Nearly two weeks after the destruction of the Kakhovka dam in southeastern Ukraine the floodwaters are receding, but local officials are grappling with a new concern: the potential for outbreaks of waterborne diseases.
On Saturday, local officials in Kherson and Mykolaiv, the two regions most affected by the flooding on the Dnipro River unleashed when the dam collapsed, outlined plans to ensure safe drinking water. And doctors in hospitals across those regions have been warned to prepare for possible outbreaks of infectious diseases.
“Currently, trucks carrying essential medical supplies for infectious diseases such as cholera are being unloaded,” Oleksandr Chebotarov, the medical director at the Kherson City Clinical Hospital, said in a phone interview on Saturday. “As of today, we have not had any reported cases of illness, but we are actively preparing.”
The full scale of the disaster, which drained a giant reservoir used for drinking water and irrigation, is only beginning to come into focus. Hundreds of residential areas are still inundated, including some under Russian occupation. International humanitarian organizations have shared concerns about widespread pollution and the chances of illness, but the Ukrainian health authorities maintain that they are vigilantly monitoring for signs of disease.
The potential for widespread disease comes as Ukraine’s forces are fighting in the early stages of a counteroffensive, trying to wrest back control of Russian-occupied areas. Hanna Maliar, a Ukrainian deputy minister of defense, said late Friday in a statement on the Telegram messaging app that Kyiv’s forces were “gradually moving forward” in the country’s south, and that in the east they were up against concerted Russian efforts to “to stop the offensive actions of the Ukrainian troops.”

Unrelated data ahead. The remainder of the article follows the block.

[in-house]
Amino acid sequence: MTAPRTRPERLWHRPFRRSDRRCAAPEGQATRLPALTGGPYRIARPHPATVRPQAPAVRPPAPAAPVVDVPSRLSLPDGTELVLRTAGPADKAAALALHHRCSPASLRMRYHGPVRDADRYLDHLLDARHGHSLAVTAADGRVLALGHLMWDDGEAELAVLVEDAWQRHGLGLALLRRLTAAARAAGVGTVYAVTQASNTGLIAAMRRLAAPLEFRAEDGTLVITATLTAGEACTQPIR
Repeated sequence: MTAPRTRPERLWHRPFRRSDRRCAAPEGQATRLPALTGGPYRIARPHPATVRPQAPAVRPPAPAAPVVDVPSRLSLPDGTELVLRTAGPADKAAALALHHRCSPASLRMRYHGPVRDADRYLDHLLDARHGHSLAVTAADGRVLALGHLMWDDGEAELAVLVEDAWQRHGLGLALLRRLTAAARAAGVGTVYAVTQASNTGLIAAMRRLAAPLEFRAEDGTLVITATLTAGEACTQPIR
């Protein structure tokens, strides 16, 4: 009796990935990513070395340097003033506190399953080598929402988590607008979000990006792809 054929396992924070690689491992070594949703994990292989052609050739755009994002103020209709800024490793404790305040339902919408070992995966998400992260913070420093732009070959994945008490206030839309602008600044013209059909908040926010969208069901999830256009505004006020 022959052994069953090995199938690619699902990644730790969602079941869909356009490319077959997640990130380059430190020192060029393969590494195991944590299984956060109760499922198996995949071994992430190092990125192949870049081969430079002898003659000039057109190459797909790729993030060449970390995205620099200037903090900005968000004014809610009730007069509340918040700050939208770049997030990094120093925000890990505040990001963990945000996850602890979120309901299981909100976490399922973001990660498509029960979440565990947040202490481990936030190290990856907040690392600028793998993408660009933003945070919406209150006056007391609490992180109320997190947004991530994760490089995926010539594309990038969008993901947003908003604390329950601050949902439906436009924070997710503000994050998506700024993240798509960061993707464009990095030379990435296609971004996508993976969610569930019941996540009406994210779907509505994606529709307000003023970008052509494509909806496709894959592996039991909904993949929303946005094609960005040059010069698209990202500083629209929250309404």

On Saturday, a Russian anti-tank missile hit a civilian car in the Kharkiv region of northeastern Ukraine, killing two people, the head of the regional military administration, Oleh Syniehubov, said in a Telegram statement.
He posted images of smoke rising from the wreckage of a mangled car and said that the “direct hit” on the vehicle had killed a 42-year-old man and a 53-year-old woman.
But as the Ukrainian military campaign ramps up, civilians in areas near the front line now face not just the threat of fighting but also the specter of illness. Floods can increase the transmission of communicable, waterborne diseases like typhoid, cholera, leptospirosis and hepatitis A.
Jarno Habicht, the head of the World Health Organization’s country office in Ukraine, said in a statement to reporters this week that the organization had provided cholera kits to people in the Kherson region and neighboring areas “as a preventive measure” in the spring, before the dam was destroyed.
But Dr. Habicht cautioned that the situation was still evolving, and that hundreds of thousands of people were in danger of running out of safe drinking water in the coming weeks. The W.H.O. and partners in the field were also monitoring the long-term effects of the release of hazardous chemicals into the water supply, he added.